“Those beliefs I have, have stood both the test of time and the different circumstances I have been in.” (Points to his success at an NSL, A-League, J-League and international level)

Final piece of wisdom for coaches

“Find the core of why you want to coach, you’ve got to find out why you want to coach. What is it at the core of why you want to do this? Because as we’ve already said, it’s not going to be a happy carefree existence.”

 

Football Australia recognise Female Football Week achievements

Football Australia are celebrating the achievements and contributions of women and girls in football as part of Female Football Week 2021.

Football Australia are celebrating the achievements and contributions of women and girls in football as part of Female Football Week 2021.

From March 1 to March 8, Football Australia are publishing a variety of digital content highlighting the important role of females in all levels of the sport. In addition, a range of educational factsheets and panels will be shared to assist the growth and development of female coaches, referees, administrators, volunteers and clubs.

Football Australia’s Female Football Week 2021 concludes on International Women’s Day on Monday March 8, following the release of Football Australia’s FIFA Women’s World Cup 2023 Legacy ‘23 plan at Parliament House in Canberra last week. It aims to deliver immediate and long-term community benefits and economic impact from Australia’s co-hosting of the FIFA Women’s World Cup 2023 – the biggest sporting event on Australian soil since the Sydney 2000 Olympics.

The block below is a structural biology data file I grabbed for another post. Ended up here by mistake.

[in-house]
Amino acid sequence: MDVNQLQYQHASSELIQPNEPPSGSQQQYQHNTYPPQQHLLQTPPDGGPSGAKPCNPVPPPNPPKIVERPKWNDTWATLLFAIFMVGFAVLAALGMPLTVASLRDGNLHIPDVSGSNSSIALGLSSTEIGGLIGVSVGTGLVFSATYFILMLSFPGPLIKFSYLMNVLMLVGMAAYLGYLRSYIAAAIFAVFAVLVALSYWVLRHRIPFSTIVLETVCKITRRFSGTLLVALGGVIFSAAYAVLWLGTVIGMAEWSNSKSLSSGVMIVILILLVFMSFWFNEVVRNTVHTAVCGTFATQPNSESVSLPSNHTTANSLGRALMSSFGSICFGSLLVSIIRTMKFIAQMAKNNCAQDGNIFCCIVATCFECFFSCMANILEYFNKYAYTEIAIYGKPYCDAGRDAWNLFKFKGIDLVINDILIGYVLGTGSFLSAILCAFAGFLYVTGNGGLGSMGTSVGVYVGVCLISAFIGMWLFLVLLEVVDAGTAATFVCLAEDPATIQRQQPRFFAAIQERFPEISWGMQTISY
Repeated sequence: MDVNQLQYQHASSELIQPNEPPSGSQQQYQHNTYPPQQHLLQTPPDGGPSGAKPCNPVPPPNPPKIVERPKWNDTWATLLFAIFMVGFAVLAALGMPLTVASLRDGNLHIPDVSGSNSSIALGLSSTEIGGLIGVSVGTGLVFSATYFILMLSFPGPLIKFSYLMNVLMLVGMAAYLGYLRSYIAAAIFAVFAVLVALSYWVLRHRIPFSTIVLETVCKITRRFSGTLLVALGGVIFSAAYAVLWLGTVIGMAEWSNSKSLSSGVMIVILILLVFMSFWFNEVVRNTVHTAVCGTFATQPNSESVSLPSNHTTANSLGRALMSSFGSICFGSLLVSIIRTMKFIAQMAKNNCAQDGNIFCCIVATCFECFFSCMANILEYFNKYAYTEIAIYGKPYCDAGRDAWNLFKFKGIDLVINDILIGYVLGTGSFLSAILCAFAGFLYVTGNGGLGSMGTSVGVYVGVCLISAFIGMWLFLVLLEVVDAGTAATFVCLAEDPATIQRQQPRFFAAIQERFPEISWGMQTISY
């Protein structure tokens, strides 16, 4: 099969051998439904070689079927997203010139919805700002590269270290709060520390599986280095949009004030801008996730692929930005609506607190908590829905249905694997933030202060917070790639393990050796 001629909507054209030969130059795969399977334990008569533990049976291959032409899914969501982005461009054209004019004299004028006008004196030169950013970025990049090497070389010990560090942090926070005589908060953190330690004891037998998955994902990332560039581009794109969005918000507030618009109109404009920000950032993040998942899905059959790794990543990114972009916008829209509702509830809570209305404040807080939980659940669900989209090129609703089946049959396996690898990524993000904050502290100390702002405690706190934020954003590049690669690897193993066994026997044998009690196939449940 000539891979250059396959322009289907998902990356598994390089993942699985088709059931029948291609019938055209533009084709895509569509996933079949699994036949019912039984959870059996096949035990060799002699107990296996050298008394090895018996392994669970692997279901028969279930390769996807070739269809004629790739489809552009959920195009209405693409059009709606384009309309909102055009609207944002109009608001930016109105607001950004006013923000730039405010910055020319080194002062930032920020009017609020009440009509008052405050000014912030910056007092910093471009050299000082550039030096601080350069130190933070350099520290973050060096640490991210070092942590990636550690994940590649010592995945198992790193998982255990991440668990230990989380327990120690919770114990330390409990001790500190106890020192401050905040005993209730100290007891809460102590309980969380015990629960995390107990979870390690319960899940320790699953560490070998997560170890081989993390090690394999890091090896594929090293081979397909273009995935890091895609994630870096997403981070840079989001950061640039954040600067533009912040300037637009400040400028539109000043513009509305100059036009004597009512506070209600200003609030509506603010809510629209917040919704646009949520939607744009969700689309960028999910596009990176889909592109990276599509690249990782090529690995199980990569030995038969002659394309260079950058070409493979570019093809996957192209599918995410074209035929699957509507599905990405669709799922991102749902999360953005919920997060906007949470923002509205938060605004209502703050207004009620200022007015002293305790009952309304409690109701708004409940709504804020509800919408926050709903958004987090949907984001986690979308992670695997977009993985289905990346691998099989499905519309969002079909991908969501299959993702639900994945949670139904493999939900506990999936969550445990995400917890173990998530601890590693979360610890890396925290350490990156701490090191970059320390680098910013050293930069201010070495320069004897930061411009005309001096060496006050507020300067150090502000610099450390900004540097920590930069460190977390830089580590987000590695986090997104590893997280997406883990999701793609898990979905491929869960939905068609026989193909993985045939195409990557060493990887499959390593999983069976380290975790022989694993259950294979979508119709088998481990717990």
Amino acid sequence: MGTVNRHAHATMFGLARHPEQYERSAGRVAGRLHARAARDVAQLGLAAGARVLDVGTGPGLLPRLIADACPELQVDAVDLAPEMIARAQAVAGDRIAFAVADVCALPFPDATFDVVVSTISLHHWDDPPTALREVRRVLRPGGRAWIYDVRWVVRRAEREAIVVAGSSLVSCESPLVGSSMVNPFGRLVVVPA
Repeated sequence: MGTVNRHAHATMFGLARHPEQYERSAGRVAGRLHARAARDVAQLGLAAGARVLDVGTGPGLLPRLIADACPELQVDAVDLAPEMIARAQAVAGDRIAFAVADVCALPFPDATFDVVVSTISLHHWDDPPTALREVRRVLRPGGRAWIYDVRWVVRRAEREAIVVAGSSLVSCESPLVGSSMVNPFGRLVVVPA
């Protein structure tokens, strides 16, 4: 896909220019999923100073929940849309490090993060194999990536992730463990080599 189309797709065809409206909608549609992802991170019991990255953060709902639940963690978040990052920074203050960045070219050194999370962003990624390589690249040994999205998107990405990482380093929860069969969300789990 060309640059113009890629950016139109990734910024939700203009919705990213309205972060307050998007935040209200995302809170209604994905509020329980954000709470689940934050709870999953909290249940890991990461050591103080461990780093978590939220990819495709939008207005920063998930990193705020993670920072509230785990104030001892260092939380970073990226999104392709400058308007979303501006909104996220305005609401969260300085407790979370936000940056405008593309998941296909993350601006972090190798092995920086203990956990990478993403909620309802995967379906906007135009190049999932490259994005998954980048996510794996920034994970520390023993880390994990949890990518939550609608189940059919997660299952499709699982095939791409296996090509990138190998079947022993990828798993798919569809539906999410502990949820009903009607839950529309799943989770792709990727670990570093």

“Female Football Week 2021 is as important as ever given the stated and sharp focus that Football Australia has on women’s football and the development of women and girls in football,” Football Australia CEO James Johnson said.

“Many of our initiatives throughout the coming week are aligned with key measures in our XI Principles for the future of Australian football and support our efforts to demonstrate to stakeholders the importance of creating a more supportive and inclusive environment for women and girls in football in Australia.